People with epilepsy frequently report emotional stress in the lead-up to a seizure; but although the association between stress and seizures is well recognised, the mechanisms for this is still not understood.
The steroid hormone cortisol is secreted by the body in spurts over the course of the day, and its levels increase dramatically during stress. Cortisol is known to have major effects on both neuronal activity and on the ways that brain cells communicate, so it could plausibly play a role in seizures. Professor Stafford Lightman at the University of Bristol, and colleagues in Bristol and Exeter, have been awarded £29,208 over 24 months, for a pilot grant entitled How do stress hormones trigger seizures? in which they will investigate this.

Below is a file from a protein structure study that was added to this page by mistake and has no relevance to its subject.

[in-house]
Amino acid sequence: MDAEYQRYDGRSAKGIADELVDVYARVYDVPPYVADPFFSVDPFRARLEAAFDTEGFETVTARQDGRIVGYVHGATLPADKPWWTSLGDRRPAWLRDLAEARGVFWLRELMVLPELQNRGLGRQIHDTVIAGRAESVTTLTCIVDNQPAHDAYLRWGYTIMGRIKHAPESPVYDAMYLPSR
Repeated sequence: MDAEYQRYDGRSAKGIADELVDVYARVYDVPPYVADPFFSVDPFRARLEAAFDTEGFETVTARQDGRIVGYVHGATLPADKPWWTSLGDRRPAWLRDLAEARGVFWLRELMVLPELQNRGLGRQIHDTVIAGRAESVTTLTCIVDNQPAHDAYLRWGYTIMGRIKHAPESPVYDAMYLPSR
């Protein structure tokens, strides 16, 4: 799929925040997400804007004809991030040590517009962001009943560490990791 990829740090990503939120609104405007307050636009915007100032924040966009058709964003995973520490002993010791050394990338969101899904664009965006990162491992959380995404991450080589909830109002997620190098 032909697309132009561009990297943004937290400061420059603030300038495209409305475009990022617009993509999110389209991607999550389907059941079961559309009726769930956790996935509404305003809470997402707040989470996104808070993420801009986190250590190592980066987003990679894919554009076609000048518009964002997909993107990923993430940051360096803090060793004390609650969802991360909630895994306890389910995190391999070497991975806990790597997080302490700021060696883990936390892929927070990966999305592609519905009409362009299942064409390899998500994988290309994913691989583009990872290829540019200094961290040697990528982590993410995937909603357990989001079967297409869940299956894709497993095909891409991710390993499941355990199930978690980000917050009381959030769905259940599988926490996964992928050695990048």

During the study the team will use animal and mathematical models to examine precisely how changes in cortisol levels alter the electrical activity of neuronal circuits in the brain that are known to be associated with seizures. They will later use synthetic compounds that regulate the activity of steroids, to find out whether stress-related seizures can be reduced or even prevented.
If successful, this grant could potentially lead to the development of new treatments for epilepsy.